My recent post on how to change the CID on a Samsung Evo Plus SD card has generated some interest, but also a number of people who are having problems with it. I thought it was worth posting an update with some extra information. First off, I suspect some people who are struggling have fake cards – there are a lot out there and some of them look pretty convincing. Others have suggested different hardware / firmware revisions might be an issue – quite possible but I have no way of knowing (all my Evo Plus cards work, so I can’t can’t compare against ones that don’t). I can see no reason why different phones etc. would give different results – as long as it’s a proper SD controller (not a USB mass storage adapter) then sending the command should work just fine.
These are very common and if you google for fake Samsung cards you’ll find lots of info on how to spot them. A few tip I’ve picked up along the way:
- Packaging quality – the image should be well printed, in high resolution and good bit depth on the colours (some fakes looks like they’ve been converted down to 256 colours). The gloss overlay over the printed areas should align with the printing below them, if it’s offset that’s a bad sign.
- Packaging info – the product information should be correct and match the card. I had one fake that incorrectly stated a 32gb card was SDXC on the pack instead of SDHC, the card itself had SDHC printed on it. The correct size should also be printed on the packet. Look up the UPC from the barcode on the back and make sure that matches the product and size of your card.
- Hologram, with scratch-to-reveal verification code. The real ones have them (recent ones at least), fakes might but probably don’t. All of mine have, but oddly enough when I tried to check one on the Samsung China website I didn’t get anywhere with the verification code, the site was in Chinese though so I might have been doing something wrong.
- The card – lots of subtle details to check. Smooth back, not lumpy showing circuit parts beneath the surface. Black on the back, white on the edges. Slight bevel on the contact side, to help insertion. Correct info printed on the card. Correct font, especially for the capacity digits, some fakes don’t use the correct slim font. Text on the back is printed so it is read with the card contacts end pointing upward. Mine are made in the Philippines but this is probably not the only place so don’t get hung up on this.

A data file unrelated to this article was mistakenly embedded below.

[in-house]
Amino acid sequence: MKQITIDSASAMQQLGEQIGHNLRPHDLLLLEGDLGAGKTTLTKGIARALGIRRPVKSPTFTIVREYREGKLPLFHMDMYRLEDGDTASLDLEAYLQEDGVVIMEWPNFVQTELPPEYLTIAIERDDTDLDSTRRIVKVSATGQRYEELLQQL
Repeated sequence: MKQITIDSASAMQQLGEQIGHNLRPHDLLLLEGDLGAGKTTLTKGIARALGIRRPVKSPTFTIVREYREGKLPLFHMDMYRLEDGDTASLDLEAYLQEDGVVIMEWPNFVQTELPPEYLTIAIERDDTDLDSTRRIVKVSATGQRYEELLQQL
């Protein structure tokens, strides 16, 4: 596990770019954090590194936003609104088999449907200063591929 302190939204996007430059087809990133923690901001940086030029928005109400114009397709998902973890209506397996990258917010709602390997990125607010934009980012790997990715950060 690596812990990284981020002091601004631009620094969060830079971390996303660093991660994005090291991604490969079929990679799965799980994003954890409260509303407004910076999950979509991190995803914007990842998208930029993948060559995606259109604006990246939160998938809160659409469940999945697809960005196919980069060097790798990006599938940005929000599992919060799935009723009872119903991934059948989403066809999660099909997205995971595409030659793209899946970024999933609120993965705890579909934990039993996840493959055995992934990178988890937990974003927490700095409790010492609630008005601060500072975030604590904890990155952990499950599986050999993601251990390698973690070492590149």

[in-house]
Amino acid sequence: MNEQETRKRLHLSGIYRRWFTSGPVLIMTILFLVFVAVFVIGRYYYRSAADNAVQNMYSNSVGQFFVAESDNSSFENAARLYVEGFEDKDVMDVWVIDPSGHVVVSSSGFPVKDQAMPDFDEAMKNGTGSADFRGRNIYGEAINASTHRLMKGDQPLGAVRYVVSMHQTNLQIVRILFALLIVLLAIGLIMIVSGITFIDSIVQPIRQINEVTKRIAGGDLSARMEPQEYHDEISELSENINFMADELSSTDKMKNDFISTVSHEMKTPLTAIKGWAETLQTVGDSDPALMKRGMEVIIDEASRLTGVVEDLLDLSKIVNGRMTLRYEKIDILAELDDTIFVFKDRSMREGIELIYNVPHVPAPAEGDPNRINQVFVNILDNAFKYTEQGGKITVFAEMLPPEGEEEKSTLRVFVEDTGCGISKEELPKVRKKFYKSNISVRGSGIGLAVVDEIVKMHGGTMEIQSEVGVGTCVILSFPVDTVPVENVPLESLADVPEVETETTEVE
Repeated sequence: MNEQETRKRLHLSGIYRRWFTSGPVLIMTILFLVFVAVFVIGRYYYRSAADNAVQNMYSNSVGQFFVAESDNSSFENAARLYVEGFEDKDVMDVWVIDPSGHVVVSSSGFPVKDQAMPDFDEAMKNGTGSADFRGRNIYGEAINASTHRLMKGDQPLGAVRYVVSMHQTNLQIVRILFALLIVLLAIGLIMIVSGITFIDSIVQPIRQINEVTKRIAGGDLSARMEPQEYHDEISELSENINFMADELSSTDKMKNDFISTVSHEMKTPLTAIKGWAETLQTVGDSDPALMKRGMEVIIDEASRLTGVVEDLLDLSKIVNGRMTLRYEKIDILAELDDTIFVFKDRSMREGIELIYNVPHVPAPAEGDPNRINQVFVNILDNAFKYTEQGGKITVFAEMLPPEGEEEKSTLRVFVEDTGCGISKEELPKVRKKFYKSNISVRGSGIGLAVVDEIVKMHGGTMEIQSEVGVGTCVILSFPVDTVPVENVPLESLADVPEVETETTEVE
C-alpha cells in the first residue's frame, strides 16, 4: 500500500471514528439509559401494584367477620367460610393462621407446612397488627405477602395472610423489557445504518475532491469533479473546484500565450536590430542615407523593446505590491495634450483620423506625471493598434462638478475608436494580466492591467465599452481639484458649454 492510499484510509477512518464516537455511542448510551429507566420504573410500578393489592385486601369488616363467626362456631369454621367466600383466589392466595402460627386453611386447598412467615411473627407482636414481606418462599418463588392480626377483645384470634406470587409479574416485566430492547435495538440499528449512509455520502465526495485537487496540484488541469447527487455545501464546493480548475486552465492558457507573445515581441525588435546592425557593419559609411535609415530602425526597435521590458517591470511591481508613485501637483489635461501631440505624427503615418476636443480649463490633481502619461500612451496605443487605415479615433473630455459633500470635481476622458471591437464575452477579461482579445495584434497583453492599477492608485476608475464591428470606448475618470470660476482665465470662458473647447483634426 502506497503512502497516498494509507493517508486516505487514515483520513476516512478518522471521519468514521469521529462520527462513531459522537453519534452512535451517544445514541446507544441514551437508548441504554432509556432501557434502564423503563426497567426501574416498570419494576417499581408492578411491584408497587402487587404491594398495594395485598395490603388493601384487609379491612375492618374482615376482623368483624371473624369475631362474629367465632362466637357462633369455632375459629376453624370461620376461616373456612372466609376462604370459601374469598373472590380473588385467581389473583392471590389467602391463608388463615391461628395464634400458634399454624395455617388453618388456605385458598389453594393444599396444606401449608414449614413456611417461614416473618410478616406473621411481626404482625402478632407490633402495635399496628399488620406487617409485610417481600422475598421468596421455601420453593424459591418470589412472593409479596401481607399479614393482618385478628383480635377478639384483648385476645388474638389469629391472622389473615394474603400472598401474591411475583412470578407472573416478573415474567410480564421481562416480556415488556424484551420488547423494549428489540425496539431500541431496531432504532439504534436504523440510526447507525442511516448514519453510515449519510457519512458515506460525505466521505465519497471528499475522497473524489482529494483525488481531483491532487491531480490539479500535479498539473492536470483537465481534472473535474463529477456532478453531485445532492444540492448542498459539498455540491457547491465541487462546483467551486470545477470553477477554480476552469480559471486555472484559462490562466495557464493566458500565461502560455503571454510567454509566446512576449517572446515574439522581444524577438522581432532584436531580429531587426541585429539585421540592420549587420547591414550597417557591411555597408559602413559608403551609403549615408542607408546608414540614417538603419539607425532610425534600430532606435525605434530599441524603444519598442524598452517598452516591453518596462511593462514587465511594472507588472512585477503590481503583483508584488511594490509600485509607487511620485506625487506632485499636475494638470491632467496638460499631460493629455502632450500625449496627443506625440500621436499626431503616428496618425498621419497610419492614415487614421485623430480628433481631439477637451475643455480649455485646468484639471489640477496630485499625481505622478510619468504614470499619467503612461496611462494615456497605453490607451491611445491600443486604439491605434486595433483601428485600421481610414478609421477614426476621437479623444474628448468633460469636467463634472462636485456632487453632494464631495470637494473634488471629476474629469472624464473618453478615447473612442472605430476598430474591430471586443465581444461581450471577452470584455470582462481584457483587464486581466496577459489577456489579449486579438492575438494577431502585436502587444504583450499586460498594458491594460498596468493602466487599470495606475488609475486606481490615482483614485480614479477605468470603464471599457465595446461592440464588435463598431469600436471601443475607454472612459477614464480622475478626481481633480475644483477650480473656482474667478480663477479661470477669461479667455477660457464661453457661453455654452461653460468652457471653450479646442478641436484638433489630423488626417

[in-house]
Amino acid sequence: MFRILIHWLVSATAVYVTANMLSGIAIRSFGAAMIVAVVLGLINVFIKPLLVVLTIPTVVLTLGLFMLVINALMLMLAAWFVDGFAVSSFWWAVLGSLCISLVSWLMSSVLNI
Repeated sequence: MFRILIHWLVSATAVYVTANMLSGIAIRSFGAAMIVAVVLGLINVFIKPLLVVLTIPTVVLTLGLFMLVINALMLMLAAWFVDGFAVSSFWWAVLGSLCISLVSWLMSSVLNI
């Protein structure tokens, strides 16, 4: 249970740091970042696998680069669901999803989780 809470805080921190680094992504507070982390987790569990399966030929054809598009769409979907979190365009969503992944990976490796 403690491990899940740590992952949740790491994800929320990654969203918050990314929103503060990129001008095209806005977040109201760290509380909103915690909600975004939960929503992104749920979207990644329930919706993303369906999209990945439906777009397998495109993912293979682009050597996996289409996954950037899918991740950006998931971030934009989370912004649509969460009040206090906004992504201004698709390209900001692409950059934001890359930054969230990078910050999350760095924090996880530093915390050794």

- Card CID – check it and compare to working ones. See below…
An example of the CID on one of my cards: 1b 534d 3030303030 10 98625deb 0102 a1. Your card CID should be very similar. The manufacturer ID should be 1b, followed by an application/OEM ID of 534d. The product name is 3030303030 (5 x ASCII ‘0’). The product revision is 10 (1.0). The next 8 hex characters (98625deb) are the SD card serial number, yours will be different! The manufacturing date is next (0102, or 0 10 2), where the first digit is ignored, the next pair is the year in hex since 2000 and the last digit is the month in hex. So this is February (2) 2016 (2000 + 0x10). I also have March 2016 (0103) cards that work fine. Last is the checksum (a1) which will be different on your card. I doubt many of the fakes have properly set Samsung CIDs so hopefully this is an easy way to tell.
My cards / System
Samsung Evo Plus 32gb. UPC: 8806086928410. Model: MB-MC32D. Model code: MB-MC32D/CN. Purchased from this listing on AliExpress. I am not affiliated with the seller and get no referral commission from this link. I also cannot guarantee that you’ll get working or even genuine cards, but I have purchased on two occasions from this seller and the cards have been genuine and worked with evoplus_cid.
I have used evoplus_cid on a Samsung Galaxy Tab 2 (10 inch, wifi model, p5110). The tablet is running CyanogenMod 13 unofficial from here.
I’ve made a couple of updates to evoplus_cid. If you supply a full 32 digit CID (and don’t apply a serial number modifier) it will be written as is without recalculation of the checksum. This was requested by a user for cards that apparently always had a checksum of 00. Although, I’ve got a laptop that always displays 00 for the checksum when showing the CID, so I wonder now if his cards really did need that! I’ve fixed a bug when compiling on 64bit Linux that could prevent the CID being written. I’ve also fixed a bug causing the displayed CID to include some extra ‘FF’s.